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Back on the bus

FLETCHER, NC -- In the first remarks of his three-day bus tour through North Carolina and Virginia, President Obama asked for bipartisan passage of components of his jobs bill -- before blasting Republicans on their jobs plan.

“My plan says we're going to put teachers back in the classroom, construction workers back to work rebuilding America, rebuilding our schools, tax cuts for small businesses,” he said here. “And then you got their plan, which is let's have dirtier air, dirtier water, less people with health insurance.”

The president dismissed the Republican’s ideas as ineffective. “One of the same economists that took a look at our plan took a look at the Republican plan, and they said, ‘Well, this won't do much to help the economy in the short term.” Obama continued, “We could actually lose jobs with their plan.”

He also tried to turn a negative -- having to break his bill up into its component pieces to get it through Congress, after the Senate blocked the full measure last week -- into a positive. “We’re going to break up my jobs bill. Maybe they just couldn't understand the whole thing all at once,” Obama said with a touch of humor. “I'm going to ask members of Congress to vote on one component of the plan, which is whether we should put hundreds of thousands of teachers back in the classroom and cops back on the street and firefighters back to work.”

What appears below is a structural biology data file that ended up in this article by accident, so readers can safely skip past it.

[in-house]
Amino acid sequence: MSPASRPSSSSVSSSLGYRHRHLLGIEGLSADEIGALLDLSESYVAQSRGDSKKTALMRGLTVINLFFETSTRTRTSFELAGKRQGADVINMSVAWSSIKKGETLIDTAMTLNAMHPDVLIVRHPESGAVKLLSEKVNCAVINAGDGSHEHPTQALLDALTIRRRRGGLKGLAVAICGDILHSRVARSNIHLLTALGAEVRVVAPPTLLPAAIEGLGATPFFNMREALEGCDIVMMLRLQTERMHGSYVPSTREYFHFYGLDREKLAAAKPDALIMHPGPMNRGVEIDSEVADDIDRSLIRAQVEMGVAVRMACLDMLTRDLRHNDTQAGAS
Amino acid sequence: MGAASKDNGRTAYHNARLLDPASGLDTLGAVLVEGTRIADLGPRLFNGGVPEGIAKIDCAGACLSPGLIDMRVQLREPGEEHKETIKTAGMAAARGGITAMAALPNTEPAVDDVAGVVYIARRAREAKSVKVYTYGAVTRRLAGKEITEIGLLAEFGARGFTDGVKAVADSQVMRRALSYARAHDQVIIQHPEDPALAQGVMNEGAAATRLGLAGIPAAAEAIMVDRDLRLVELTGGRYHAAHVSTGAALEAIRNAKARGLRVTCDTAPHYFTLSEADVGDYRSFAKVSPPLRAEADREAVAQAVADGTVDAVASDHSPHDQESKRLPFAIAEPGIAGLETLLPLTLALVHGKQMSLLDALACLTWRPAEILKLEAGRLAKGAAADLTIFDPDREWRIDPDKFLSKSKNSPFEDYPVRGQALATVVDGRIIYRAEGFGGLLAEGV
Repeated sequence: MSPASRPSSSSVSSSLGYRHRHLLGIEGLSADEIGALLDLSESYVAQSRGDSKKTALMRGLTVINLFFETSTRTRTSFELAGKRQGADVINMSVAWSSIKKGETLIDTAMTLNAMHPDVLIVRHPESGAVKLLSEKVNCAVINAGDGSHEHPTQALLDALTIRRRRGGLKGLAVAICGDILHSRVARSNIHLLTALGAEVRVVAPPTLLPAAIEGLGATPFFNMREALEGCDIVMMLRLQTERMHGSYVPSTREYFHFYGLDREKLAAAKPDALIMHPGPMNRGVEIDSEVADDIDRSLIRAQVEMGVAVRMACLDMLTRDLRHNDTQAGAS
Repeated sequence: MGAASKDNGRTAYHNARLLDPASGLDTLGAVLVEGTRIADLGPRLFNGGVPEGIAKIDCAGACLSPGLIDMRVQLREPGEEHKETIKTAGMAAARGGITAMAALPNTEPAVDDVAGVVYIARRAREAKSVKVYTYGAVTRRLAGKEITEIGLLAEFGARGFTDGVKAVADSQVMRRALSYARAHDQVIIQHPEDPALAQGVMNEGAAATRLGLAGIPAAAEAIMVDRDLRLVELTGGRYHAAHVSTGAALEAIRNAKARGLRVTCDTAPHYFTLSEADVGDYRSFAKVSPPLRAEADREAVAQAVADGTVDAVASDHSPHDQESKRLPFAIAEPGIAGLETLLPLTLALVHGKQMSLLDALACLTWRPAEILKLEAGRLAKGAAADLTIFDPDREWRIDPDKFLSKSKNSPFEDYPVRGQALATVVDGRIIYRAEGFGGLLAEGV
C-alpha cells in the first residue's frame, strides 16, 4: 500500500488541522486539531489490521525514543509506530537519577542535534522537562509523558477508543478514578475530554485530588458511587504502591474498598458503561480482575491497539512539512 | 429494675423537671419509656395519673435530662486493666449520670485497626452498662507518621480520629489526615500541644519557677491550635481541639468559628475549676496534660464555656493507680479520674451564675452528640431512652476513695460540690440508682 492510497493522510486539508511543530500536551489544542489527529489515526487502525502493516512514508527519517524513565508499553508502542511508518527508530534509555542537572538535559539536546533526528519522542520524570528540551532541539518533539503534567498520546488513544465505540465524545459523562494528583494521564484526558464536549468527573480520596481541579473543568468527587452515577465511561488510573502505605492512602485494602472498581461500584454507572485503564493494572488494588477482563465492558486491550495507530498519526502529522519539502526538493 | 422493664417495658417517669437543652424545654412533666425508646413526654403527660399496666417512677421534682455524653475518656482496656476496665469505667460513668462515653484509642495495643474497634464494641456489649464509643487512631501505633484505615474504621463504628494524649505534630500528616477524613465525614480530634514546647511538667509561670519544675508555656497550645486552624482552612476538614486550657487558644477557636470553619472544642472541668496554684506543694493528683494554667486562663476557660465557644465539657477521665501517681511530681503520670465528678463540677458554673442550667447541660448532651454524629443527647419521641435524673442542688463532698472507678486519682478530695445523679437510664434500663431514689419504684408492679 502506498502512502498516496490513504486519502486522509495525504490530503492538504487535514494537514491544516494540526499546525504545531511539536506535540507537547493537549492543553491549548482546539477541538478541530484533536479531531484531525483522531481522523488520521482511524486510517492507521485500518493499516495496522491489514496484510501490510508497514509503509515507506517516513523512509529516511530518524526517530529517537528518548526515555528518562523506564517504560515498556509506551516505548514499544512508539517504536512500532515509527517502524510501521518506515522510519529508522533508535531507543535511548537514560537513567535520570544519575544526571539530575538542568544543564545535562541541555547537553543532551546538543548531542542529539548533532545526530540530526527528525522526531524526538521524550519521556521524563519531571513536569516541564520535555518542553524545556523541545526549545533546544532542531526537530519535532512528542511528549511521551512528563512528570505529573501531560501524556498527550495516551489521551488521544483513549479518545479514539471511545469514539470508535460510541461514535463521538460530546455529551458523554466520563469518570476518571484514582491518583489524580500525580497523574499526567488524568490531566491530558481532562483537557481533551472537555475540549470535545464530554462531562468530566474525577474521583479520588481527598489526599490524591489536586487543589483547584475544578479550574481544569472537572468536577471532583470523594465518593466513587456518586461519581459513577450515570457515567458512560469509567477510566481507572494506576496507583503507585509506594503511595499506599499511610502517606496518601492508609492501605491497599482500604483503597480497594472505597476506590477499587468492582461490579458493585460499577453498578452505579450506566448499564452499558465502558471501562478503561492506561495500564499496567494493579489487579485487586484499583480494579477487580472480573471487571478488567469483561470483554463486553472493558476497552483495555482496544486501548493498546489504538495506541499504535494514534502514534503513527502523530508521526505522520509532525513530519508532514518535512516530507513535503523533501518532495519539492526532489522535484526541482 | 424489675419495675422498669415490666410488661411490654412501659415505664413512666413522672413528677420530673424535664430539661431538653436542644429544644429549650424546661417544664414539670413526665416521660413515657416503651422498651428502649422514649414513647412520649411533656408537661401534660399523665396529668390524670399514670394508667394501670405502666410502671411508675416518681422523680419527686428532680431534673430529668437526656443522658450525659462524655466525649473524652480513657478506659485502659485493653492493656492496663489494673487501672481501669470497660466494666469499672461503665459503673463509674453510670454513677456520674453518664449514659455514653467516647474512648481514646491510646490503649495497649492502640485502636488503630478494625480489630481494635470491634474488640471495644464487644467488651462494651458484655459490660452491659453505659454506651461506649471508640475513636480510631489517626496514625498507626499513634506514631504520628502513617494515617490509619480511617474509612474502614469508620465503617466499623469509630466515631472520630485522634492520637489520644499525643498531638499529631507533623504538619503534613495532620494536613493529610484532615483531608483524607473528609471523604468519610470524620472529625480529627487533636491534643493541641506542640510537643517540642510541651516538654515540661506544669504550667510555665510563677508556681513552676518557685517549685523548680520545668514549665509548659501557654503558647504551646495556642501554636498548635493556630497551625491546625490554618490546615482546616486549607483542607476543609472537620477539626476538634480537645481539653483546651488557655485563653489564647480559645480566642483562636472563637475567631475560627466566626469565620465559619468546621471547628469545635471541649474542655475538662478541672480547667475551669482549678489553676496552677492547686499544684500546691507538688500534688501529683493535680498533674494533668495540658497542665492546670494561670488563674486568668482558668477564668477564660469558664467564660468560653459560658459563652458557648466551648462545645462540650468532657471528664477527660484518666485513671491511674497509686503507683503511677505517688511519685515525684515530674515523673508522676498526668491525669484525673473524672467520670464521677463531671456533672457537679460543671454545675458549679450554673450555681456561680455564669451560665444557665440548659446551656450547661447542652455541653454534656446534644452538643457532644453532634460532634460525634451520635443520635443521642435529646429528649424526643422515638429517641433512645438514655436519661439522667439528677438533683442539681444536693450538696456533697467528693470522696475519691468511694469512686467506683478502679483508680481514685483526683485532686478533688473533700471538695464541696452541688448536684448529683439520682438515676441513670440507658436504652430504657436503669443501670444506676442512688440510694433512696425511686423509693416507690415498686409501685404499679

Last month, the White House estimated that this part of the plan would cost about $35 billion and go towards aiding the states in preventing more teacher and first-responder layoffs. White House Press Secretary Jay Carney said he expects an announcement from Senate Majority Leader Harry Reid soon on when and how this part of the bill will be voted on. (It is unclear how this component or any individual part of the jobs plan will be paid for.)

Obama's tone was not lost on congressional Republicans. Speaker John Boehner's press secretary fired off a note calling the president’s words “hyperbole,” adding that it was the speaker and Majority Leader Eric Cantor who “first proposed working together to break up the president’s bill to see parts of it passed.”

Obama's fired-up rhetoric -- coupled with the big black bus waiting to whisk the president to his next event in Miller’s Creek, NC and previously unannounced stops like at Countryside BBQ Chicken in Marion, NC -- was also not lost on an audience that chanted “four more years” in the middle of the speech.

Obama quickly tried to quiet them, “I appreciate the 'four more years,' but right now I'm thinking about the next 13 month. Because, yes, we've got an election coming up, but that election is a long ways away and a lot of folks can't wait.”